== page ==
I am probably a little younger than you folks are, but growing up in the 80s and 90s gave you a feel for how hard motor control can be. Today, everything is computercontrolled, digital and smooth as silk. We had to fix music tapes. Video tapes would degenerate, all the motors wore out, you had to replace rubbers, etc. Today, you only have to worry wether the battery is charged. Kind of boring.
When I was a Mini-IG, I was absolutely fascinated when I went to a diner that had the little mini jukebox controllers on each table. When you put your quarters in, the speaker came on and you got to hear every selection that was in the queue until your selection(s) played. I of course was more interested in the infrastructure required to put such a marvel of engineering into a public place. The cables were gigantic. The central controller, if you were lucky enough to get a glimpse of it, was a massive array of relays.
It was probably a complete waste of money for those few establishments that upgraded to CD jukeboxes. Sure, they could now offer a bigger selection because of 10 tracks per disc instead of 2, but now those are obsolete too.
A few more "massive cable" funfests:
My great-aunt was a lot like Aahz: she lived close to where she worked. She operated a business (a funeral home) on the main level of a fairly large house, and her living quarters were on the upper level. Some time in the late 1960's, she had a 1A2 Key Telephone System installed, so she could access both her home and business lines from three different locations in the house.
50 conductor cables to each phone, and a massive relay system in the basement.
I loved that.
And of course when I was in high school and college we still needed massive cables to connect each television camera back to its CCU. Everything analog and broken out onto its own pins. I don't know what they use today ... do they even *have* CCU's anymore?
I am sure Camera Control Units are still used. Even though the NTSC (Never The Same Color) has been updated no two pieces of equipment is ever the same. I bet the cameras still have to be tweaked. I will ask a few friends, but like many of us, we have gotten out of the field.
I texted a buddy of mine, he suffers from CRS. (Can't Remember Shit) He said his last few years at the TV station he worked IT and not production but he thought they still white balanced cameras. He has bad memories of the TV station and is trying to forget as much as possible.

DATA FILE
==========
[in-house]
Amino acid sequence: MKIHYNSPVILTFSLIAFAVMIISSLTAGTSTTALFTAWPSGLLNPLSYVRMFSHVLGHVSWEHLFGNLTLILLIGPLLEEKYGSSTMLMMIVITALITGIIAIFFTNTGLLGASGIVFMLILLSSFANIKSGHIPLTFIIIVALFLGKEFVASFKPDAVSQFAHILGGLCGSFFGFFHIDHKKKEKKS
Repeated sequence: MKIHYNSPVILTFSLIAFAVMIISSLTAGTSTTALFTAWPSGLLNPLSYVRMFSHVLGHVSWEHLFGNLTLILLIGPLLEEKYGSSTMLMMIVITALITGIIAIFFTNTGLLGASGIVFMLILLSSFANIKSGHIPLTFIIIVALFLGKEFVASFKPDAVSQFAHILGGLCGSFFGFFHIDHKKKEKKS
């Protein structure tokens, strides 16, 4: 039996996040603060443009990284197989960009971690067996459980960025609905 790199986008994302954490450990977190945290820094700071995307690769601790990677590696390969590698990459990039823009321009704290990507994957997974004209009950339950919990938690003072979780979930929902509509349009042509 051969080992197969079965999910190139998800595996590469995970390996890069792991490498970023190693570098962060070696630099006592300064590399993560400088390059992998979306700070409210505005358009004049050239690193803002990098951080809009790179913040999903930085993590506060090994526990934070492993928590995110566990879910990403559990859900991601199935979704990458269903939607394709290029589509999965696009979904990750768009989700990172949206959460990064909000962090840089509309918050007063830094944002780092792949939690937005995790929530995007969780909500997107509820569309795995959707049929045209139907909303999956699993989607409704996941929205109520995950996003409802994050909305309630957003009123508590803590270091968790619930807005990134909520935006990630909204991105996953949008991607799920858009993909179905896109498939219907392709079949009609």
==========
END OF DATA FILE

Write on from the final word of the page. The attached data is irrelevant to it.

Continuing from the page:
We also discussed the thickness of the camera cable. There is a lot to a camera cable. It used to have a lot more signals and I am sure digital has simplified all of that. The camera's view finder could have several video sources. The camera's lens which wouldn't need a cable, at least one video feed back from the control room. Usually a program feed, we would send the video from one of the mixers on the switcher so the camera person could line up the box over the anchor's shoulder. The camera cable needs to handle video for the teleprompter and any communications between the camera op and the control room. I think the cable is probably still thick but not as think as it once was.
For the Americans here, a little insider not so secret secret. While watching the Today show Willard Scott, Al Roker always says, "And here is what is going on in your neck of the woods." That wasn't just a catch phrase. Back in the days when things were run from video tape, and the video tape had to get up to speed, that was an IMPORTANT cue for the local station to roll the locally inserted 30 second weather break. "and here is what is going..." (roll tape) " on in your neck of the woods." Switch from network to local and take video tape. That phrase was network telling the locals to roll their tape without saying "roll that beautiful bean footage."
That's really interesting, thanks for sharing it. It's funny how they had to do these kinds of things when everything was "inband"
By now you've heard that Florence Henderson has died.
What you might not know is that Robert Reed and Ann B. Davis are already dead, so if anyone was playing Tic-Tac-Toe on the Brady Bunch title card, whoever was Player "Dead" just won.
Oh... that's a great form of tastelessness that I shall savor for a few minutes.
OMG. This is the greatest interview ever.
You might have heard of the group "Demand Protest" which is purportedly paying $2,500/month retainer plus $50/hour to political protesters. Tucker Carlson interviews the head of this group.
Trust me, you will love this interview even if you hate politics. It doesn't really go into politics. It is epic.
Why would I ever to that?
As a side note, you can embed videos now?
And here's your bizarre factoid of the day:
You know those "The Best Of..." albums that are released when an artist has been around for a while?
It turns out the guy who invented the phrase "The VERY Best Of..." for album titles, was actually the uncle of MST3K writer Michael J. Nelson.
Kind of funny :)